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Do I need degree to teach english??

matt_1469

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I have almost everything figured out about rules and regulations thanks to a few people here that were able to lead me in the right direction. But here I am, lost, once again.....
I am trying to find a job teaching english in Japan, but I have no univercity degree, which a lot of language and conversation schools are asking for. During my search for this information, I have had many contradicting answers, basically it depends on which web site I visit. :p :p :p
There is a guide to Japanese Visas which I think was made by the Japanese Government. I have copied the part which explains the criteria for an Instructor's Visa and pasted it below incase you want to read it. I find it unclear if I need to meet the requirements in "A" & "B" or just "B" if I want to teach english. I have looked at sites from many language schools, and they some say a degree is required by law, and others just say that a successful candidate must have one.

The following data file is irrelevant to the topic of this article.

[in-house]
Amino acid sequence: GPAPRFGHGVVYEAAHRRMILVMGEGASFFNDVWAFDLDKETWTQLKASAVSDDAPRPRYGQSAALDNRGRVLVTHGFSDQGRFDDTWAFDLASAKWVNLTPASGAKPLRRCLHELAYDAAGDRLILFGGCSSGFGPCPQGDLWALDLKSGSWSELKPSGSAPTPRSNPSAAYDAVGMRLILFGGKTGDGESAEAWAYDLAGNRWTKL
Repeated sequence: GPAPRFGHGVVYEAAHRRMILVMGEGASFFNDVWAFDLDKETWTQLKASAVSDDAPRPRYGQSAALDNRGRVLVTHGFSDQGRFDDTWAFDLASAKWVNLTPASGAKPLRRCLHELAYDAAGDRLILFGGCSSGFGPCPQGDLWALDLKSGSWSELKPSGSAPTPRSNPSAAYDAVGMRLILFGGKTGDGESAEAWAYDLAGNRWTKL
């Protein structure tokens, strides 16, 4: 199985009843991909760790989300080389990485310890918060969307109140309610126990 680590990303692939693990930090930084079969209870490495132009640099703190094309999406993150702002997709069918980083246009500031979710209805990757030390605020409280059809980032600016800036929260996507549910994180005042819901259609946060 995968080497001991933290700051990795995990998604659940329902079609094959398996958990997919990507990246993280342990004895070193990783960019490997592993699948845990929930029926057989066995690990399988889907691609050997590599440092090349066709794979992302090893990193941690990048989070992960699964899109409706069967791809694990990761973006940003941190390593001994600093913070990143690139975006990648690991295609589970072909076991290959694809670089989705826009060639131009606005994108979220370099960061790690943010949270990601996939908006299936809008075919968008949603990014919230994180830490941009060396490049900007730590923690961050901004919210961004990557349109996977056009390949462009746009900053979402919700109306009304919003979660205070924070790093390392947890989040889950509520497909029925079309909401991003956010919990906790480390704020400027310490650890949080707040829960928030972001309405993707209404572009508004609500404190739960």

Does anybody know the truth on this matter??

Also, if it is not required by law, does anybody know of any schools that hire people without a univercity degree?

Thanks soooo much for any help

Oh-> If anybody has had experience teaching english in Japan, any advice on where and how to look for teaching jobs in Japan is very welcome.

1. In cases where the applicant is to engage in instruction at a vocational school ("Kakushugakko") or an educational institution equivalent to it in facilities and curriculum or in cases where the applicant is to engage in instruction at other school with a capacity other than a "teacher", the following conditions are to be fulfilled.
However (a) is to be fulfilled in cases where the applicant is to engage in instruction at a vocational school or an educational institution equivalent to it in facilities and curriculum which is established to give the children with the status of residence "Diplomat" or "Official" mentioned in Annexed Table 1 (1) or "Dependent" mentioned in Annexed Table 1 (4) education of primary, junior and senior high school in foreign language.
a. The applicant must have graduated from or completed a college or acquired equivalent education, or must hold a license to teach the subject that he or she intends to teach in Japan.
b. When the applicant is planning on teaching a foreign language, he or she must have acquired education in that language for at least 12 years. When the applicant is going to teach other subjects, he or she must have at least 5 years' teaching experience in that subject.